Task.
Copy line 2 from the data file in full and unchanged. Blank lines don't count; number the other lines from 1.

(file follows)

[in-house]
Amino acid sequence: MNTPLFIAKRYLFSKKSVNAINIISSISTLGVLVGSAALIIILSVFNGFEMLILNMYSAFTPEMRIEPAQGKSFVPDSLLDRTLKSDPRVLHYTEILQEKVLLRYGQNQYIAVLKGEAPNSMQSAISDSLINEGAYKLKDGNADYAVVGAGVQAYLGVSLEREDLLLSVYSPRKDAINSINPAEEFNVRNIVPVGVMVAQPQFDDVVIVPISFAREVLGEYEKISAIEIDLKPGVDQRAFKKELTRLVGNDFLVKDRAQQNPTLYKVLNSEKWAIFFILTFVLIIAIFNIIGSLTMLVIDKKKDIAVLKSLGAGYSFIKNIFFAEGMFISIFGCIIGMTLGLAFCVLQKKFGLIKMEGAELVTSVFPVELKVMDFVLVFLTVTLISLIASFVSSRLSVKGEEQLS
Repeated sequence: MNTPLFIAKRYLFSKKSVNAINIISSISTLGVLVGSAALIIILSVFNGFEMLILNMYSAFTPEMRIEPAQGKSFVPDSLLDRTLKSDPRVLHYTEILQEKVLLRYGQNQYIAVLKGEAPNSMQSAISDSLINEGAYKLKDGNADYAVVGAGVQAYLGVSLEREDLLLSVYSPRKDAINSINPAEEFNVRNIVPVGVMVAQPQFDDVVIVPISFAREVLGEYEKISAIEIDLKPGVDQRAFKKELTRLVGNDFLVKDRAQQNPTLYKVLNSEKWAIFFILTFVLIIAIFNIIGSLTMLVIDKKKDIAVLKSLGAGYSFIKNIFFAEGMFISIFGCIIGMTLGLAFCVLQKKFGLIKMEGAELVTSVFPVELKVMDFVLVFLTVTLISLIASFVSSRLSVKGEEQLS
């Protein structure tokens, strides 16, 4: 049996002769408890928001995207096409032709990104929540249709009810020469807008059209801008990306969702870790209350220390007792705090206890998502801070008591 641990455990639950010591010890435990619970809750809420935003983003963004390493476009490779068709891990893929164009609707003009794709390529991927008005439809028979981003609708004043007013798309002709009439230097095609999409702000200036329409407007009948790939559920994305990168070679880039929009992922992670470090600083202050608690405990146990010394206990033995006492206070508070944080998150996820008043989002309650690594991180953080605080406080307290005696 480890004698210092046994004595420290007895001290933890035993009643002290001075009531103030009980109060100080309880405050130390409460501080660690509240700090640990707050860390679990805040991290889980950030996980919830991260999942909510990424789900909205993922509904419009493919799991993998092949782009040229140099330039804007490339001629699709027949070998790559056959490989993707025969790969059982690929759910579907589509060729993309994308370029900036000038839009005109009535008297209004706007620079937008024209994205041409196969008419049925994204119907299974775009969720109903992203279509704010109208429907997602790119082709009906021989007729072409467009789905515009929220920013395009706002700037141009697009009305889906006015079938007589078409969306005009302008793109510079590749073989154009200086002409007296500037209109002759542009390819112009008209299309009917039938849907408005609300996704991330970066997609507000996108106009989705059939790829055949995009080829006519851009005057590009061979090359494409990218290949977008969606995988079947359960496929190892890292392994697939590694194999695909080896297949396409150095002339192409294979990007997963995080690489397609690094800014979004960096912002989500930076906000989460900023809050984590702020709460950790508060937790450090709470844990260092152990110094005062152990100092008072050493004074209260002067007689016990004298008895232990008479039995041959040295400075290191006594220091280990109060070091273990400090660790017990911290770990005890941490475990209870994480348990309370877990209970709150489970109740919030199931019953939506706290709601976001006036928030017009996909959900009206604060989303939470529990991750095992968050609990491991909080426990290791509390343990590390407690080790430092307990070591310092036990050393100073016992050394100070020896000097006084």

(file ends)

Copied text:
Amino acid sequence: MNTPLFIAKRYLFSKKSVNAINIISSISTLGVLVGSAALIIILSVFNGFEMLILNMYSAFTPEMRIEPAQGKSFVPDSLLDRTLKSDPRVLHYTEILQEKVLLRYGQNQYIAVLKGEAPNSMQSAISDSLINEGAYKLKDGNADYAVVGAGVQAYLGVSLEREDLLLSVYSPRKDAINSINPAEEFNVRNIVPVGVMVAQPQFDDVVIVPISFAREVLGEYEKISAIEIDLKPGVDQRAFKKELTRLVGNDFLVKDRAQQNPTLYKVLNSEKWAIFFILTFVLIIAIFNIIGSLTMLVIDKKKDIAVLKSLGAGYSFIKNIFFAEGMFISIFGCIIGMTLGLAFCVLQKKFGLIKMEGAELVTSVFPVELKVMDFVLVFLTVTLISLIASFVSSRLSVKGEEQLS